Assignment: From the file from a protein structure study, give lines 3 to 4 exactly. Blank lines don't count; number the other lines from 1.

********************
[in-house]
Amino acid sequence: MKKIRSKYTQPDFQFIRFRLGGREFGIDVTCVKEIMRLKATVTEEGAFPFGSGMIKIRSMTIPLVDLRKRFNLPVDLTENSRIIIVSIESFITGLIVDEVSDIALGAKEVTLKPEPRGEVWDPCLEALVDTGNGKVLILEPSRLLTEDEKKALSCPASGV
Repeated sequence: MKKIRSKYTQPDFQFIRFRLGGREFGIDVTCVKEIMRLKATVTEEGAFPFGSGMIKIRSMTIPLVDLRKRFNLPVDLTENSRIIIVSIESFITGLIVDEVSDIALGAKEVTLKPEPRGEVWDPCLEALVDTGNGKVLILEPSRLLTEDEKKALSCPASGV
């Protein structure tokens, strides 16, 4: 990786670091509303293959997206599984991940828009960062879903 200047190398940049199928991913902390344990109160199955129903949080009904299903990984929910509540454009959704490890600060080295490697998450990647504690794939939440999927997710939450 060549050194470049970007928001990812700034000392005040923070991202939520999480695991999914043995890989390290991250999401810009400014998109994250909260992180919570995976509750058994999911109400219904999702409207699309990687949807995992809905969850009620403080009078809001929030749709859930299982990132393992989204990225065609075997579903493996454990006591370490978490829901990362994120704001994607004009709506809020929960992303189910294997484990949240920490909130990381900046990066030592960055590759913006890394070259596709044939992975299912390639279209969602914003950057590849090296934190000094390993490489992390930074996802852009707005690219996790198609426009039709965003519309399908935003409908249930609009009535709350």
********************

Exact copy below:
Repeated sequence: MKKIRSKYTQPDFQFIRFRLGGREFGIDVTCVKEIMRLKATVTEEGAFPFGSGMIKIRSMTIPLVDLRKRFNLPVDLTENSRIIIVSIESFITGLIVDEVSDIALGAKEVTLKPEPRGEVWDPCLEALVDTGNGKVLILEPSRLLTEDEKKALSCPASGV
């Protein structure tokens, strides 16, 4: 990786670091509303293959997206599984991940828009960062879903 200047190398940049199928991913902390344990109160199955129903949080009904299903990984929910509540454009959704490890600060080295490697998450990647504690794939939440999927997710939450 060549050194470049970007928001990812700034000392005040923070991202939520999480695991999914043995890989390290991250999401810009400014998109994250909260992180919570995976509750058994999911109400219904999702409207699309990687949807995992809905969850009620403080009078809001929030749709859930299982990132393992989204990225065609075997579903493996454990006591370490978490829901990362994120704001994607004009709506809020929960992303189910294997484990949240920490909130990381900046990066030592960055590759913006890394070259596709044939992975299912390639279209969602914003950057590849090296934190000094390993490489992390930074996802852009707005690219996790198609426009039709965003519309399908935003409908249930609009009535709350």